Accountants are expected and trusted to be good business advisers. This puts them in a good position to advice clients during the current troubled financial times.
I addressed this point recently in a post entitled: Accountants need to show they really are business advisers as we move into recession.
I have now seen reports of another survey that only serves to emphasise this point.
It was carried out by the Forum of Private Business (FPB) together with commercial credit agency Graydon UK, and questioned 400 small businesses on their individual experiences of seeking financial advice.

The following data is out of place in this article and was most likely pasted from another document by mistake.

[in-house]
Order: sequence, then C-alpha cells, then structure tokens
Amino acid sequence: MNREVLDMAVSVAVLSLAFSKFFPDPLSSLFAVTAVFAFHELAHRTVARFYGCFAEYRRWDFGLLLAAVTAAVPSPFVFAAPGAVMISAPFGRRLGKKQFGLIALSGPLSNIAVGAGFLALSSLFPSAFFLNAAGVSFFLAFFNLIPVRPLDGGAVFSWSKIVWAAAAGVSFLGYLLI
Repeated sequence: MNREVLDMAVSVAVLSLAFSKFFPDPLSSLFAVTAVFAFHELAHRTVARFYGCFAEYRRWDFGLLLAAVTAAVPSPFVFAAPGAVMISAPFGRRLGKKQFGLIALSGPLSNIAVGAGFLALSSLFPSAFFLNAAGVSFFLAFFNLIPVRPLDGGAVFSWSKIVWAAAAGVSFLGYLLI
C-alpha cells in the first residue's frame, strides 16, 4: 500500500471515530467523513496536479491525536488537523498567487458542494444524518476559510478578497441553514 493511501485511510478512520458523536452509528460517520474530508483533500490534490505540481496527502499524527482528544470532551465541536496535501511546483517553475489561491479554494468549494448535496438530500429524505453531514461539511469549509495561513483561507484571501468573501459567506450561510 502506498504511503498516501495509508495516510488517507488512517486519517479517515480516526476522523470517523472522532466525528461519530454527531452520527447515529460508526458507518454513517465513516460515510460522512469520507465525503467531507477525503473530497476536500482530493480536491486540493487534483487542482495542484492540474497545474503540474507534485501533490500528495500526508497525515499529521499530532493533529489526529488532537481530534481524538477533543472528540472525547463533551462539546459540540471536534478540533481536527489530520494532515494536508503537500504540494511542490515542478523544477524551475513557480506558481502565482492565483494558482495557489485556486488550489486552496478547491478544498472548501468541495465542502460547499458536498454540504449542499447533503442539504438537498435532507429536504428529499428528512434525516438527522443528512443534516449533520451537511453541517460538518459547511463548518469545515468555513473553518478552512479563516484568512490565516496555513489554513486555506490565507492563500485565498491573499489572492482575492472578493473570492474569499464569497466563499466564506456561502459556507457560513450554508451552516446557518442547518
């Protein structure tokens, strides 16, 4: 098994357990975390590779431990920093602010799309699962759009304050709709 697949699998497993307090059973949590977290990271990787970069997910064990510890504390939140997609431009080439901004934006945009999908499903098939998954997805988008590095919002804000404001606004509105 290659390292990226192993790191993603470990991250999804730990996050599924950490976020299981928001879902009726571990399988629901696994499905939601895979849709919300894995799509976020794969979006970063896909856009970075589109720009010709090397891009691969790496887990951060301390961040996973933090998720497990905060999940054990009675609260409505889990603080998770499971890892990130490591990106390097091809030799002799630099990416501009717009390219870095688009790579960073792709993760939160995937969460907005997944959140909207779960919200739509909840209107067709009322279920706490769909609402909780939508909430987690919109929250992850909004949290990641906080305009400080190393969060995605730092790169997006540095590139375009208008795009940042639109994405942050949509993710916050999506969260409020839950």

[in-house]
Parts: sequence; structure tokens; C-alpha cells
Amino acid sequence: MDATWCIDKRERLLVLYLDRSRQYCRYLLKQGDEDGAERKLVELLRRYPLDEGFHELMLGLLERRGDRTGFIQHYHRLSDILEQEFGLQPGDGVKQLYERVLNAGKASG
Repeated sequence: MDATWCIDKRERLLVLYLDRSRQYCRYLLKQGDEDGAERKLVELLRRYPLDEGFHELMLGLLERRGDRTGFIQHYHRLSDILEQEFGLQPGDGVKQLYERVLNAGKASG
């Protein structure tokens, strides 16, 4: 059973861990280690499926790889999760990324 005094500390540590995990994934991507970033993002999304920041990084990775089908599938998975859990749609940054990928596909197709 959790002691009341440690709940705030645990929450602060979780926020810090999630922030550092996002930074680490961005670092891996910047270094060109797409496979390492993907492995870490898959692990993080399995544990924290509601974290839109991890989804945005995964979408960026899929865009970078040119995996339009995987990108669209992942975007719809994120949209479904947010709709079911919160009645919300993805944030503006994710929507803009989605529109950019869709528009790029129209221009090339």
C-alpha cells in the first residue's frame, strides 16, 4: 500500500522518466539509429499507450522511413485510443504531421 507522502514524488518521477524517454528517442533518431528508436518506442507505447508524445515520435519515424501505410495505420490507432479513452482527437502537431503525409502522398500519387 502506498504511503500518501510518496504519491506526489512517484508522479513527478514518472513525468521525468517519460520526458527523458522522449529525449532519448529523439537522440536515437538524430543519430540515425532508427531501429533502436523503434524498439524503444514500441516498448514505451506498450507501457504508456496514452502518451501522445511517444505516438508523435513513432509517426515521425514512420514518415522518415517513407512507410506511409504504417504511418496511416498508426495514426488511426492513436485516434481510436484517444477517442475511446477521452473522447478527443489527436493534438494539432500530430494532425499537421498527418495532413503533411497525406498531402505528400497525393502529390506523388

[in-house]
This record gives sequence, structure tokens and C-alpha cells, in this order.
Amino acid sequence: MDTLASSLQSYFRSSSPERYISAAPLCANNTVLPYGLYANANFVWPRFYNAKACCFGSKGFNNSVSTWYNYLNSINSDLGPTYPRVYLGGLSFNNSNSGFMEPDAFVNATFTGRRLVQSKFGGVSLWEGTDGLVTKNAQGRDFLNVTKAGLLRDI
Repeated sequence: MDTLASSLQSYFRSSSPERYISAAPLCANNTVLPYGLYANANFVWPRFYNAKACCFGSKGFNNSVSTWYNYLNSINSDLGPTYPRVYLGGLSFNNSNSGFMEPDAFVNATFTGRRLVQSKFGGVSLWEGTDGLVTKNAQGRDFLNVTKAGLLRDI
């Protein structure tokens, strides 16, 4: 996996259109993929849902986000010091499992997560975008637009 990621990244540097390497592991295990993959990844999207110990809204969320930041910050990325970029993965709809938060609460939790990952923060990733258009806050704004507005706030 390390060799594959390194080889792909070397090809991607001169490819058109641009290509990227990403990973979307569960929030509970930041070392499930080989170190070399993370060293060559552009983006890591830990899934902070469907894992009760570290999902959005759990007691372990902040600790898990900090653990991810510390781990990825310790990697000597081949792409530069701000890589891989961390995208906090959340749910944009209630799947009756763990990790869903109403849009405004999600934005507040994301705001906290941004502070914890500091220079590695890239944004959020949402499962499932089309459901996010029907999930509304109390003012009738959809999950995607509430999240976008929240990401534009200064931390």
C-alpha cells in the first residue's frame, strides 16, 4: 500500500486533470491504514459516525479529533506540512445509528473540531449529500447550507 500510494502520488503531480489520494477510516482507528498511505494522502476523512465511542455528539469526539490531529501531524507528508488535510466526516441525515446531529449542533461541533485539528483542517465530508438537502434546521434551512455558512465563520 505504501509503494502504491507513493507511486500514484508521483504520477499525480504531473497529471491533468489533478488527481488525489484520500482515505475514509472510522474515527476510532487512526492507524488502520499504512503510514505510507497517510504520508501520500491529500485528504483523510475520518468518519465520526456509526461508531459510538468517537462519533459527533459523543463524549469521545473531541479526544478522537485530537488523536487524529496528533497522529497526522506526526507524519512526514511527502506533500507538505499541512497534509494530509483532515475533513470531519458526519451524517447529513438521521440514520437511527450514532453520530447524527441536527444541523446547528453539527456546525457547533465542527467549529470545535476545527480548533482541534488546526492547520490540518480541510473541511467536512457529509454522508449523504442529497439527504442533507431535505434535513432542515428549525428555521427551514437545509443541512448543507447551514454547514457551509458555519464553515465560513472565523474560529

The results reveal that 70 per cent of those questioned choose to consult their accountants for this type of advice, compared to only 47 per cent who look to their bank managers as trusted advisers.
The FPB comments on the results stress the declining confidence in banks as sources of financial advice. My take on this is that the 70% figure above is LOWER than I would have expected. It might be a reflection of the respondents – perhaps only 70% had an accountant.
I make no apologies for restating a point I have been making for some months now.
Your clients trust you as a source of business and financial advice. Now is the time to prove that such confidence is not misplaced. If you do not help clients through the recession you will lose them – either because they will cease to be in business or because they will move to a pro-active commercial accountant who can help them more than you have tried to do.
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